“We were unaware of entrepreneurship concepts when we started,” said Andrew. “We just went for it. Every step the way, our growth was organic. Nothing from outside investment. Our attitude throughout the early years was: ‘take what we have, be good stewards of it and move it forward.’” said Andrew Scivally.
Operating the business over the years has had its share of challenges. “There are tough times in business,” says Andrew, “the sheer will that you can do something has to be strong; and holding it together long enough for it to come to pass, that is what you must do.”
Andrew’s hobby of long-distance running has equipped him with stamina and grit that has helped him operate the business. He recently completed the 42-mile Rim to Rim to Rim run. “It was one of the hardest things that I have ever done. At one spot, it was getting dark and cold. I was into it 35 miles with 7 miles to go. I was exhausted and low on water and food,” said Andrew. “I told myself, ‘now all I have to do is climb Timpanogos, and I’m done.’" Totally exhausted and considering quitting, Andrew recounts, “I heard a voice in my head say, ‘okay Andrew you can either curl up a die, or just shut up and go.’"
Andrew applies that moment of choice to running a business when there are challenges and hard times. “I chose the latter, ‘shut up a go,'” said Andrew. “For me eLearning brothers in deeply personal. My friends are here. People I care about are here. There were times when it wasn’t clear that it would work, but you don’t have another choice. Shutting the doors is not an option.” said Andrew.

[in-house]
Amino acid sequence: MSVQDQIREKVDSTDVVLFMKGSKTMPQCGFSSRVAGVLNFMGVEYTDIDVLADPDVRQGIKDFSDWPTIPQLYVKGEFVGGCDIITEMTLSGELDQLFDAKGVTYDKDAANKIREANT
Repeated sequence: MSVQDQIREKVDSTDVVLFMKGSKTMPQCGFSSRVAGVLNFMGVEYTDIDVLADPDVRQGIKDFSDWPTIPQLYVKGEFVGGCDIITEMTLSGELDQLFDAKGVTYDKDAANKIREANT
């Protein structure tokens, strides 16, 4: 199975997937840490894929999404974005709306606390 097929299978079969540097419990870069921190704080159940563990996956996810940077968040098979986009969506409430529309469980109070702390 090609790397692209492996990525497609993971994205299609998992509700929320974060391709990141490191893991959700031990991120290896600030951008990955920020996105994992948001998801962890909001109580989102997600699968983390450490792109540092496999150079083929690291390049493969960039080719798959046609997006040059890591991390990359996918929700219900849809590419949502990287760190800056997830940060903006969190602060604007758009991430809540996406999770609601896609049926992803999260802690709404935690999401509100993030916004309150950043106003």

Andrew’s advice for startups:
- Find your vision and know what you really believe in. Its okay if you don’t know that the business is going to work. But you have to think that it is going to work...and do you have some data to support it.
- Find the right talent—and I don’t mean a certain university degree. Make sure you can work well with your team, that they are loyal, and that you can trust them. It all comes down to trust—trust that they know what they are doing and trust that they are with you.
- Take the steps to move forward. As conditions change, adjust. The worst is to be stuck not knowing what to do. You will never know exactly what to do, and that’s okay. Do what you think needs to happen. If you have good people around you—people you can trust—they can help you adjust or pivot as needed.
Scivally is optimistic about the future of eLearning Brothers. The company now has 100 employees and has been growing despite the pandemic. In April 2020, the company acquired Trivantis and Edulence to give it additional course building and learning management tools, and allowing it to serve more clients. Scivally plans more acquisitions in the coming months.
This year’s amazing growth amid COVID is exemplified by the recent eLBX annual conference, which typically attracts 100 or so companies. As the conference moved online this year using the company’s own new technology, including virtual reality, attendance grew to nearly 2,000 attendees that give the conference high marks.
He also plans to hire more sales team members and developers. “We are always looking for individuals with good skills in learning technology sales. We are also working on building a learning experience platform for which will be hiring developers,” said Scivally. “We are looking for rockstars—literally.”